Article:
A few companies, such as American Opera Projects and the American Lyric Theater, were starting to look for fresh approaches, and Wood was impressed by the way director Peter Brooks, back in the early 1980s, had streamlined Bizet’s four-act “Carmen” down to half its original length. But paring old behemoths to the bone was not really the answer. If opera was to grow as an art form, Wood realized, it needed new composers and new audiences — and that meant a whole new kind of opera that would last no longer than a feature film, and be relevant to 21st-century audiences.
“These two ideas — short and contemporary — were rattling around in my head,” he says. “And I thought, what if I just put them together?”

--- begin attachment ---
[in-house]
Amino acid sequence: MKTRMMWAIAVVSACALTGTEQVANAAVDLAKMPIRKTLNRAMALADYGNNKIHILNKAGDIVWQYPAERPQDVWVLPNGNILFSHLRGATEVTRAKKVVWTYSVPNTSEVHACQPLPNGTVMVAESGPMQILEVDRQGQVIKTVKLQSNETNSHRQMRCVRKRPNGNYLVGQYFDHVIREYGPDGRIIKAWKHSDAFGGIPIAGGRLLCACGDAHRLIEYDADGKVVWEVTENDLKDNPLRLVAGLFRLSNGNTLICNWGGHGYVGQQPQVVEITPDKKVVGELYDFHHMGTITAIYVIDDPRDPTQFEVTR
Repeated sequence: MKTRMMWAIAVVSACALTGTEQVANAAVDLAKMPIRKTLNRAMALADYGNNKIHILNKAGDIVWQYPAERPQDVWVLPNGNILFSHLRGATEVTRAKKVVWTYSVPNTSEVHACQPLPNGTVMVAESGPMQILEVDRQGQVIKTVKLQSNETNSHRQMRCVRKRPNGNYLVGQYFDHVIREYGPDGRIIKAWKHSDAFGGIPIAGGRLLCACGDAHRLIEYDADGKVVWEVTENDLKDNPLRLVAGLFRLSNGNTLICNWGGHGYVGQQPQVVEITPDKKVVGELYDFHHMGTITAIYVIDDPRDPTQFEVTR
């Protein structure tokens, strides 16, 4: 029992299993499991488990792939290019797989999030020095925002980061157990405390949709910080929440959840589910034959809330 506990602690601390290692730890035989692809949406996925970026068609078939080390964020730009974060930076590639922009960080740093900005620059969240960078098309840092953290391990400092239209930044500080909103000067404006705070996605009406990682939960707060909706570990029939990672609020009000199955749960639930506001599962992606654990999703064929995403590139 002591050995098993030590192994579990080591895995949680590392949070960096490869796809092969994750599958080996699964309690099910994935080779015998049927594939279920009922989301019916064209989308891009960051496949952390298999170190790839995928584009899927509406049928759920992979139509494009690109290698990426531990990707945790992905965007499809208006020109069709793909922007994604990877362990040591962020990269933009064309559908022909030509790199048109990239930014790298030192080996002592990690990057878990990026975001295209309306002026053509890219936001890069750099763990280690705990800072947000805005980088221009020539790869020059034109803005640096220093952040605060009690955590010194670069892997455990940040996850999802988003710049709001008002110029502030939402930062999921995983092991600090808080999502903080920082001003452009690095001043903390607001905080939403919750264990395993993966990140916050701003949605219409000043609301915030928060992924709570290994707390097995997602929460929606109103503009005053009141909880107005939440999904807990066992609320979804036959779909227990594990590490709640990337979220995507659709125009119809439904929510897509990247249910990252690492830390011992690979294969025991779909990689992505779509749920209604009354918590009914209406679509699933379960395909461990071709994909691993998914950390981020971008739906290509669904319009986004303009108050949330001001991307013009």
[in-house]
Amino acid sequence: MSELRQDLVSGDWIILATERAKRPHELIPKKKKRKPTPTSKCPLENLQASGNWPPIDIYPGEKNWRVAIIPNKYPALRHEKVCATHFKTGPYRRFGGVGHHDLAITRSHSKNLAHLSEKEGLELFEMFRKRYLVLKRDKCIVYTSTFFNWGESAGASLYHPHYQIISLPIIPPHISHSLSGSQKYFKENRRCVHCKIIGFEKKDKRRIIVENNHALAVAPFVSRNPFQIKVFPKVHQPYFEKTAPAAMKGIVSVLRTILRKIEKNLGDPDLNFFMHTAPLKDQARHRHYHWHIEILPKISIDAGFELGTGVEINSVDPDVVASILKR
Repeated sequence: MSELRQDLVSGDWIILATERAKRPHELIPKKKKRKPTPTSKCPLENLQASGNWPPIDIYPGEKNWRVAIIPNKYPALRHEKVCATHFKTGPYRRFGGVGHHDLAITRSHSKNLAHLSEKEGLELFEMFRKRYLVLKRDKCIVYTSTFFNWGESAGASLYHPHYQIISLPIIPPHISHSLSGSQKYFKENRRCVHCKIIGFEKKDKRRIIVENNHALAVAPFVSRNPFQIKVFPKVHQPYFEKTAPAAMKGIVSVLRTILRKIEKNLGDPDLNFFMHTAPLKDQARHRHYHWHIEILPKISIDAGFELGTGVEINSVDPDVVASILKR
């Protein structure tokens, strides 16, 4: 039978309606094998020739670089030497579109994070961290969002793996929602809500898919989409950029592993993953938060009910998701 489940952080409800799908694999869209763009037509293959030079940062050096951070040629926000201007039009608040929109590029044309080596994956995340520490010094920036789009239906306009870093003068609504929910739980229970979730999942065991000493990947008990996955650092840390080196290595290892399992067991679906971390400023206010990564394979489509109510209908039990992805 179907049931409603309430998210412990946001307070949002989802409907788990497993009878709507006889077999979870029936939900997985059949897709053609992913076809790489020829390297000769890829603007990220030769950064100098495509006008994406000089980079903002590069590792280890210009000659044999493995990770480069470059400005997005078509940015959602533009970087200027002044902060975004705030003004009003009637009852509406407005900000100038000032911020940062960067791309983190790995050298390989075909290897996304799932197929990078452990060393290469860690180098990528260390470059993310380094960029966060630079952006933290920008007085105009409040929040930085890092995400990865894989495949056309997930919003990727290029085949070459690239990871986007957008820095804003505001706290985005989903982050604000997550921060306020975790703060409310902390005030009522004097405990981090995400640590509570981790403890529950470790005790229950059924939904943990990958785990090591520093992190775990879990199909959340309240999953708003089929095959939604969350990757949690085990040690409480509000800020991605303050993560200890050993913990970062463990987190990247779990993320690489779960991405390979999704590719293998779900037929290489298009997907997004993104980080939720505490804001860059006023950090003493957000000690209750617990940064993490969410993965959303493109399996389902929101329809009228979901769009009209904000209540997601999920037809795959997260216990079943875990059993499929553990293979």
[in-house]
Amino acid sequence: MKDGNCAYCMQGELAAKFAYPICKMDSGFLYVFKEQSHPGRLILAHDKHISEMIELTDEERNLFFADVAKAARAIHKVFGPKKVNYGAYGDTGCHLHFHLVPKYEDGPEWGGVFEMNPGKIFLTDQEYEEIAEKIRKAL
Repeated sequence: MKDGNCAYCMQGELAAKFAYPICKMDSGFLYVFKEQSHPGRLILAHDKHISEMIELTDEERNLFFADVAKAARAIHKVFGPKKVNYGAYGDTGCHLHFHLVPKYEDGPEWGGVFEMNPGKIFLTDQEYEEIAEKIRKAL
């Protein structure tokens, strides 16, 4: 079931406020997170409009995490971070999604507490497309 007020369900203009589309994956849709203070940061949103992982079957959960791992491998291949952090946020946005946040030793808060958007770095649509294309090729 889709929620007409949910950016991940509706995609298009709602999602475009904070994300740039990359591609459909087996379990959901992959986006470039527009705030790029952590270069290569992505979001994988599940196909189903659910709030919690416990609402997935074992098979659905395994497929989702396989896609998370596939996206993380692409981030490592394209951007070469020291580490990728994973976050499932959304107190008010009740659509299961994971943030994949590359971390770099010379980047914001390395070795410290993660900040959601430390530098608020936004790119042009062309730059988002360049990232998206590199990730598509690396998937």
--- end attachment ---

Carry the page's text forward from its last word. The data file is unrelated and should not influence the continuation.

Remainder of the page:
Wood began digging up neglected operas written in the past 40 years, formed UrbanArias in 2009, and last year launched the group’s first festival, showcasing Tom Cipullo’s opera “Glory Denied” and two works by Ricky Ian Gordon, “Orpheus and Euridice” and “Green Sneakers.” The event was wildly successful, and major companies are starting to pay close attention to the UrbanArias model. But for Wood, the most gratifying outcome was the new listeners who were drawn in, some who had never been to an opera in their lives but were willing to take a chance.